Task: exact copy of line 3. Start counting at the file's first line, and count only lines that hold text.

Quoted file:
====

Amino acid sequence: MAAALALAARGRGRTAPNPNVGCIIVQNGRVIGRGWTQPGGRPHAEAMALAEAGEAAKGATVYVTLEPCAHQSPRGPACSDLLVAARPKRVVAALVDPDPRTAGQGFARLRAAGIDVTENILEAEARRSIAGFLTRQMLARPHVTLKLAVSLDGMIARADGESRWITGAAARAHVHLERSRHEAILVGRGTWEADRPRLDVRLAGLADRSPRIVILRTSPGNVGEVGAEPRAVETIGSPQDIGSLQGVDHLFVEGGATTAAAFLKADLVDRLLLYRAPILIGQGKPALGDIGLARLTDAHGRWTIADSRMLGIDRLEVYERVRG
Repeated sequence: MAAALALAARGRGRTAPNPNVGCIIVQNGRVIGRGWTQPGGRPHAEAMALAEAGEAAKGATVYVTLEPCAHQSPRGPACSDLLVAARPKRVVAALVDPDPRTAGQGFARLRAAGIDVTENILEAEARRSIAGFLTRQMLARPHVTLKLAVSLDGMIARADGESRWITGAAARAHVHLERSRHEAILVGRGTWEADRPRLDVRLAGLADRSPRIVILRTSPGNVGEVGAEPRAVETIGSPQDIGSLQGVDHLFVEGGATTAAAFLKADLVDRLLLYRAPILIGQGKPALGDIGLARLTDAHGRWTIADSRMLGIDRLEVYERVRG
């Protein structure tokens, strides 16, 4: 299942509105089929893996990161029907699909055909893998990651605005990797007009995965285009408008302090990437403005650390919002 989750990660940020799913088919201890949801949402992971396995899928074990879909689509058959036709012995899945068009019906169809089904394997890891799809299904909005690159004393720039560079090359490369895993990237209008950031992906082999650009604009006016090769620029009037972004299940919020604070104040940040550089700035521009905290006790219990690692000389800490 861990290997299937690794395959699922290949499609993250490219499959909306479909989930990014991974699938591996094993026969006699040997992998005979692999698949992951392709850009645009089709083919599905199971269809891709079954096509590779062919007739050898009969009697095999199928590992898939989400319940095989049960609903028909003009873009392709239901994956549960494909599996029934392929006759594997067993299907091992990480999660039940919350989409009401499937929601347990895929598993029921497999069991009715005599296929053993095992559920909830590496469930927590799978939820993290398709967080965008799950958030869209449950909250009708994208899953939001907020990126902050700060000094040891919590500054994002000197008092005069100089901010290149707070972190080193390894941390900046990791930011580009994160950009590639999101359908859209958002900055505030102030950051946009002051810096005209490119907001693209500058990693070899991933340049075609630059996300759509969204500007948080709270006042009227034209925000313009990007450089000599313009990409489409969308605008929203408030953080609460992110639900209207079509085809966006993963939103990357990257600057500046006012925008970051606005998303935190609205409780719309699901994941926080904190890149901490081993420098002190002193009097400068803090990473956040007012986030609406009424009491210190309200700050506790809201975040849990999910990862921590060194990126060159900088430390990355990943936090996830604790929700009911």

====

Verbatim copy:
């Protein structure tokens, strides 16, 4: 299942509105089929893996990161029907699909055909893998990651605005990797007009995965285009408008302090990437403005650390919002 989750990660940020799913088919201890949801949402992971396995899928074990879909689509058959036709012995899945068009019906169809089904394997890891799809299904909005690159004393720039560079090359490369895993990237209008950031992906082999650009604009006016090769620029009037972004299940919020604070104040940040550089700035521009905290006790219990690692000389800490 861990290997299937690794395959699922290949499609993250490219499959909306479909989930990014991974699938591996094993026969006699040997992998005979692999698949992951392709850009645009089709083919599905199971269809891709079954096509590779062919007739050898009969009697095999199928590992898939989400319940095989049960609903028909003009873009392709239901994956549960494909599996029934392929006759594997067993299907091992990480999660039940919350989409009401499937929601347990895929598993029921497999069991009715005599296929053993095992559920909830590496469930927590799978939820993290398709967080965008799950958030869209449950909250009708994208899953939001907020990126902050700060000094040891919590500054994002000197008092005069100089901010290149707070972190080193390894941390900046990791930011580009994160950009590639999101359908859209958002900055505030102030950051946009002051810096005209490119907001693209500058990693070899991933340049075609630059996300759509969204500007948080709270006042009227034209925000313009990007450089000599313009990409489409969308605008929203408030953080609460992110639900209207079509085809966006993963939103990357990257600057500046006012925008970051606005998303935190609205409780719309699901994941926080904190890149901490081993420098002190002193009097400068803090990473956040007012986030609406009424009491210190309200700050506790809201975040849990999910990862921590060194990126060159900088430390990355990943936090996830604790929700009911």